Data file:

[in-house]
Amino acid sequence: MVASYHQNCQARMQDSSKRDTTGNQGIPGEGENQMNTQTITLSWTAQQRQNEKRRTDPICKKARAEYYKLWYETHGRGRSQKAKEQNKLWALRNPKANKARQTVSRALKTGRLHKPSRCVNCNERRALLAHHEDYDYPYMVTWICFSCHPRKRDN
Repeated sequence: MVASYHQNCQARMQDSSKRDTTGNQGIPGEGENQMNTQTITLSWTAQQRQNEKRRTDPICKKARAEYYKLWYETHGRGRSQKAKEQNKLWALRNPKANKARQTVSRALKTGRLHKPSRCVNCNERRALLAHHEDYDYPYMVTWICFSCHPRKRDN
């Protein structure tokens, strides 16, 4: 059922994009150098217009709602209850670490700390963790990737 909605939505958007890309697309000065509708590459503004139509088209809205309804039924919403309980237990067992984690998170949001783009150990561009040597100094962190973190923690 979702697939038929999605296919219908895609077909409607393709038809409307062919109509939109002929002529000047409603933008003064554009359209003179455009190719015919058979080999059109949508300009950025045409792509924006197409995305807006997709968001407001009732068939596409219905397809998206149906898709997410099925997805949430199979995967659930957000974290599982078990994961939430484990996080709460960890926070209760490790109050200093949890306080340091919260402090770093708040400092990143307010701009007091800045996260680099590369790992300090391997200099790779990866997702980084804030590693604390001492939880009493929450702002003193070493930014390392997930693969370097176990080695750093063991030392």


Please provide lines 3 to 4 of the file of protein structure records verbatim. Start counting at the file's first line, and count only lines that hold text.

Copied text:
Repeated sequence: MVASYHQNCQARMQDSSKRDTTGNQGIPGEGENQMNTQTITLSWTAQQRQNEKRRTDPICKKARAEYYKLWYETHGRGRSQKAKEQNKLWALRNPKANKARQTVSRALKTGRLHKPSRCVNCNERRALLAHHEDYDYPYMVTWICFSCHPRKRDN
């Protein structure tokens, strides 16, 4: 059922994009150098217009709602209850670490700390963790990737 909605939505958007890309697309000065509708590459503004139509088209809205309804039924919403309980237990067992984690998170949001783009150990561009040597100094962190973190923690 979702697939038929999605296919219908895609077909409607393709038809409307062919109509939109002929002529000047409603933008003064554009359209003179455009190719015919058979080999059109949508300009950025045409792509924006197409995305807006997709968001407001009732068939596409219905397809998206149906898709997410099925997805949430199979995967659930957000974290599982078990994961939430484990996080709460960890926070209760490790109050200093949890306080340091919260402090770093708040400092990143307010701009007091800045996260680099590369790992300090391997200099790779990866997702980084804030590693604390001492939880009493929450702002003193070493930014390392997930693969370097176990080695750093063991030392």